* Climate crisis: "President Barack Obama challenged fellow world leaders in unusually blunt language Monday to act boldly on climate change or 'condemn our children to a world they will no longer have the capacity to repair.' In a forceful address, Obama opened the 'GLACIER' conference in Anchorage, Alaska, by declaring: 'We are not moving fast enough. None of the nations represented here are moving fast enough.'"
* More volatility: "Stocks plummeted Tuesday on Wall Street after more data in China pointed to a sharp slowdown in the world's No. 2 economy."
* Michigan: "Two Michigan legislators forced their aides to do political and personal work on state time, including helping cover up their affair, and then lied repeatedly about their actions, according to an investigation by the State House of Representatives, whose findings were released Monday."
The Rachel Maddow Show got an exclusive look last night at the new, national poll from Public Policy Polling, which offered some tidbits that are worth appreciating in detail.
While top-line results are usually the most important takeaway from polls like these, that's only part of what's amazing about these new results. Consider this excerpt from the latest PPP report:
...51% [of Republican voters] overall want to eliminate birthright citizenship. 54% think President Obama is a Muslim. And only 29% grant that President Obama was born in the United States. That's less than the 40% who think Canadian born Ted Cruz was born in the United States.
Let that one roll around in your head for a moment. Nearly seven years into the Obama presidency, less a third of Republican voters believe the president was born in the United States. A significantly higher percentage believe Ted Cruz was born in the U.S -- and he wasn't.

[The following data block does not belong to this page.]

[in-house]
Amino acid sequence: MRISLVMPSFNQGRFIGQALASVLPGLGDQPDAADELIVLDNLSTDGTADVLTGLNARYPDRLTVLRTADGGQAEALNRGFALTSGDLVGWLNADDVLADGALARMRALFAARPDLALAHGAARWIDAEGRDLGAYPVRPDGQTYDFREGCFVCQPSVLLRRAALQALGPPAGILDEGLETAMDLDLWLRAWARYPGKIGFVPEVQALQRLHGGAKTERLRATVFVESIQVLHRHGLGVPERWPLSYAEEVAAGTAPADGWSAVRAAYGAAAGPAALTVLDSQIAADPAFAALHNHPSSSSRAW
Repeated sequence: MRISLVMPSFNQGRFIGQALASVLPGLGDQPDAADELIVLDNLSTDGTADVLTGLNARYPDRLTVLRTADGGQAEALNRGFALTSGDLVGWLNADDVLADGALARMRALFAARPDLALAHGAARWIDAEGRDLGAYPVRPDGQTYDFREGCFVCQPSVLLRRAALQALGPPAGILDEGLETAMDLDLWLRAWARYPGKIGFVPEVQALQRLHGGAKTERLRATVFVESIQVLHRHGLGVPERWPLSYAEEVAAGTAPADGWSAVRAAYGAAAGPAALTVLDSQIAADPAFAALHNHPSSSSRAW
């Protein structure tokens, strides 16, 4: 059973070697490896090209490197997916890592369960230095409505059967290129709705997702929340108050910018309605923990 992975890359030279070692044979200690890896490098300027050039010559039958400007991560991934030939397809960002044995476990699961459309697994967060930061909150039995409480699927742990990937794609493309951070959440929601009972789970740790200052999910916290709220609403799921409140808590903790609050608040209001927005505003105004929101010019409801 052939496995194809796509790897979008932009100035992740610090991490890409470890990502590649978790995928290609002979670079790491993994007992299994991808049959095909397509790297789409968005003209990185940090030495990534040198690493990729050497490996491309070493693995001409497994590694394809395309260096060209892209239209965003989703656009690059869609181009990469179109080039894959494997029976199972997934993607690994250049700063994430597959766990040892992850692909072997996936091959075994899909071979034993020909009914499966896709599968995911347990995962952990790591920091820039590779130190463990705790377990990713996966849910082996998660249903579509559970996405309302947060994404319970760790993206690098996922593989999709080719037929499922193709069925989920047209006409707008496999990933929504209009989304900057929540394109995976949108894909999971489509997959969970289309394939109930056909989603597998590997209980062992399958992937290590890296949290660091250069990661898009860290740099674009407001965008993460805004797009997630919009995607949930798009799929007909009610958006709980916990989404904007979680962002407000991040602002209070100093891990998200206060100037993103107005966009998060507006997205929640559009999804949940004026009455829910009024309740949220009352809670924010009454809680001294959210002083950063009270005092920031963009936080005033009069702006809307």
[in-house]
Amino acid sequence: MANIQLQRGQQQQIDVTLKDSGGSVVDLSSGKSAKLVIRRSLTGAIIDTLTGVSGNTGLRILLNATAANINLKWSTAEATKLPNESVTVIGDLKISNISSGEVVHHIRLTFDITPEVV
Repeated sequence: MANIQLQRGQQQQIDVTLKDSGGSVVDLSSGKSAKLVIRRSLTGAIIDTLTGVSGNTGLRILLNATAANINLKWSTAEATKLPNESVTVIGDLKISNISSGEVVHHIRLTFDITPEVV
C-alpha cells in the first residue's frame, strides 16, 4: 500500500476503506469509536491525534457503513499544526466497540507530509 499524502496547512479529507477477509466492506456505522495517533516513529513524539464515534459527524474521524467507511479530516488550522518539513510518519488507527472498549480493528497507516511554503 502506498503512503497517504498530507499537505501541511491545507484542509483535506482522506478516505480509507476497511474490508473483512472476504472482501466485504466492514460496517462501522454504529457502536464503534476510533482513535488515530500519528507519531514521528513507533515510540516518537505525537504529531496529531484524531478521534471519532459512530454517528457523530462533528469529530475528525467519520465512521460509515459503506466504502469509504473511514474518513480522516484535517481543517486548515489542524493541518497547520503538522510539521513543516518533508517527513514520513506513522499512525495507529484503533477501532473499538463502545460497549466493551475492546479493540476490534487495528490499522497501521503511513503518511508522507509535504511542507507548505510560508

Sometimes, when it comes to chronic breakdowns in the political process, the problem is with Republicans in Congress, who are too often an obstacle to good governance -- they're opposed to compromise, uninterested in policy outcomes, more reflexively partisan, etc. -- in ways the American mainstream is not.
But once in a while, it's worth holding Republican voters themselves responsible. This is one of those times. I'm sure partisan tribalism plays some role in misguided attitudes, but there's no excuse for willful ignorance on this scale.
Kentucky's Kim Davis ran out of legal options yesterday. The clerk, who opposes marriage equality for religious reasons, has refused to issue marriage licenses to couples she decides are morally objectionable, despite the fact that Davis is paid to issue marriage licenses.
She and her attorney took the matter to court, and a federal district court judge said Davis could either follow the law or get a new job. She took her case to the 6th Circuit, which is pretty conservative, but which nevertheless rejected her case. Last week, Davis appealed to the U.S. Supreme Court, which turned the case away yesterday.
All of which led to this morning, when Davis decided to ignore the court rulings, the law, and her official responsibilities. MSNBC's Emma Margolin reported:
A Kentucky clerk is still refusing to issue marriage licenses due to her religious opposition to same-sex nuptials, the Associated Press reported Tuesday, even after the U.S. Supreme Court dealt the final blow to her argument.
On Tuesday morning, Rowan County Clerk Kim Davis denied marriage licenses to at least two couples, telling them she was acting "under God's authority." She then asked David Moore and David Ermold, a couple who has been rejected by her office four times, to leave.
When the local resident said, "We're not leaving until we have a license," Davis responded, "Then you're going to have a long day."
The Lexington Herald-Leaderreported this morning that the federal judge in the case ordered Davis to "appear in his courtroom Thursday and explain why she should not be held in contempt of court."
As a rule, judges tend not to like it when citizens ignore the law and deliberately defy court orders. It's worth noting for context that U.S. District Judge David Bunning, appointed to the bench by George W. Bush, is presiding over the case.
Today's installment of campaign-related news items from across the country.
* Public Policy Polling shows Hillary Clinton leading Bernie Sanders nationally in the race for the Democratic nomination, 55% to 20%. The former Secretary of State's 35-point lead is identical to the findings of a national PPP survey released a month ago.